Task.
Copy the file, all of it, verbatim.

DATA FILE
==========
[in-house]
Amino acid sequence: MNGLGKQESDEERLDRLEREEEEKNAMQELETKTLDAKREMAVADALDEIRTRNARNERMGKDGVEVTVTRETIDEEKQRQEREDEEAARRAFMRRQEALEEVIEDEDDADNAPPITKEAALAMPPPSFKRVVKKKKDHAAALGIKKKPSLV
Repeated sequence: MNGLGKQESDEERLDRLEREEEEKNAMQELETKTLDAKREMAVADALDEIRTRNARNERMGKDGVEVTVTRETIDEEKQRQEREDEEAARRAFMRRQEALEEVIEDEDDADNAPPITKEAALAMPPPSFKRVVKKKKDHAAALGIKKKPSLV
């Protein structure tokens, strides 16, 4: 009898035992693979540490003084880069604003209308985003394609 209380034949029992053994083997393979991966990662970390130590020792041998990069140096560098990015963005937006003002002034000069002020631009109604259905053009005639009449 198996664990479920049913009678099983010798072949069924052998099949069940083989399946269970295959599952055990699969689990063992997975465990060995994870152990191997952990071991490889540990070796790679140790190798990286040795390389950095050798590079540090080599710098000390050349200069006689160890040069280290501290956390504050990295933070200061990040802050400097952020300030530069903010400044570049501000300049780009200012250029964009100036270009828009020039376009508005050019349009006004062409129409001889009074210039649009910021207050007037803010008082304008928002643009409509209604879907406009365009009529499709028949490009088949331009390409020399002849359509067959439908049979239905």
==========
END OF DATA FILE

[in-house]
Amino acid sequence: MNGLGKQESDEERLDRLEREEEEKNAMQELETKTLDAKREMAVADALDEIRTRNARNERMGKDGVEVTVTRETIDEEKQRQEREDEEAARRAFMRRQEALEEVIEDEDDADNAPPITKEAALAMPPPSFKRVVKKKKDHAAALGIKKKPSLV
Repeated sequence: MNGLGKQESDEERLDRLEREEEEKNAMQELETKTLDAKREMAVADALDEIRTRNARNERMGKDGVEVTVTRETIDEEKQRQEREDEEAARRAFMRRQEALEEVIEDEDDADNAPPITKEAALAMPPPSFKRVVKKKKDHAAALGIKKKPSLV
């Protein structure tokens, strides 16, 4: 009898035992693979540490003084880069604003209308985003394609 209380034949029992053994083997393979991966990662970390130590020792041998990069140096560098990015963005937006003002002034000069002020631009109604259905053009005639009449 198996664990479920049913009678099983010798072949069924052998099949069940083989399946269970295959599952055990699969689990063992997975465990060995994870152990191997952990071991490889540990070796790679140790190798990286040795390389950095050798590079540090080599710098000390050349200069006689160890040069280290501290956390504050990295933070200061990040802050400097952020300030530069903010400044570049501000300049780009200012250029964009100036270009828009020039376009508005050019349009006004062409129409001889009074210039649009910021207050007037803010008082304008928002643009409509209604879907406009365009009529499709028949490009088949331009390409020399002849359509067959439908049979239905």